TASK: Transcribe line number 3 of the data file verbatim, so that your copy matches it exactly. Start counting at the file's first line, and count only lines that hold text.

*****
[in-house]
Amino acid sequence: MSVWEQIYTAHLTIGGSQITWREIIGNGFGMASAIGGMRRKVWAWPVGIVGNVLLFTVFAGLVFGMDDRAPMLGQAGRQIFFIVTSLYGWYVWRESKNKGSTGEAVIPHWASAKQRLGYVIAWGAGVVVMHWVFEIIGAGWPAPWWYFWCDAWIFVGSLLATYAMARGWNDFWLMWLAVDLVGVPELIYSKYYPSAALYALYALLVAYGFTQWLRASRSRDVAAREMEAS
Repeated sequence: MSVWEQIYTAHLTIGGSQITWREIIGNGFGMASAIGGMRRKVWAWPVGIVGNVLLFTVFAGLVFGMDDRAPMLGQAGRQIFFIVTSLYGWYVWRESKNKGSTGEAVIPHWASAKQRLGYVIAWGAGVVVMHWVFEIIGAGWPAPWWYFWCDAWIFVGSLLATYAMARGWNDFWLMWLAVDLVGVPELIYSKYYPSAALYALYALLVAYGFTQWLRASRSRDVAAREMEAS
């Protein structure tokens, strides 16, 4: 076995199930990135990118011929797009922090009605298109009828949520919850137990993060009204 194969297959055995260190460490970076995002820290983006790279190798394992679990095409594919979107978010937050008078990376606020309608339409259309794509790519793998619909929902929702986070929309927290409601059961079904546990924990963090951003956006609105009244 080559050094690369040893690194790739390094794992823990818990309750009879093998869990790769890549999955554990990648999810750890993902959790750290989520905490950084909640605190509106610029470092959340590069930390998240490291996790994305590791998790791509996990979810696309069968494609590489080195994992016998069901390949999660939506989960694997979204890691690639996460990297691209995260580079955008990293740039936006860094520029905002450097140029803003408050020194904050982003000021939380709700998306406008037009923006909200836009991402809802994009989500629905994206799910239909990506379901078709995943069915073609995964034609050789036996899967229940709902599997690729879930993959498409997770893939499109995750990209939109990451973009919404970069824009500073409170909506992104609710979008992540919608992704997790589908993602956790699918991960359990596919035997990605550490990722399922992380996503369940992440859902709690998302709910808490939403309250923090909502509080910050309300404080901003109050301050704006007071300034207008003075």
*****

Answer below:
Repeated sequence: MSVWEQIYTAHLTIGGSQITWREIIGNGFGMASAIGGMRRKVWAWPVGIVGNVLLFTVFAGLVFGMDDRAPMLGQAGRQIFFIVTSLYGWYVWRESKNKGSTGEAVIPHWASAKQRLGYVIAWGAGVVVMHWVFEIIGAGWPAPWWYFWCDAWIFVGSLLATYAMARGWNDFWLMWLAVDLVGVPELIYSKYYPSAALYALYALLVAYGFTQWLRASRSRDVAAREMEAS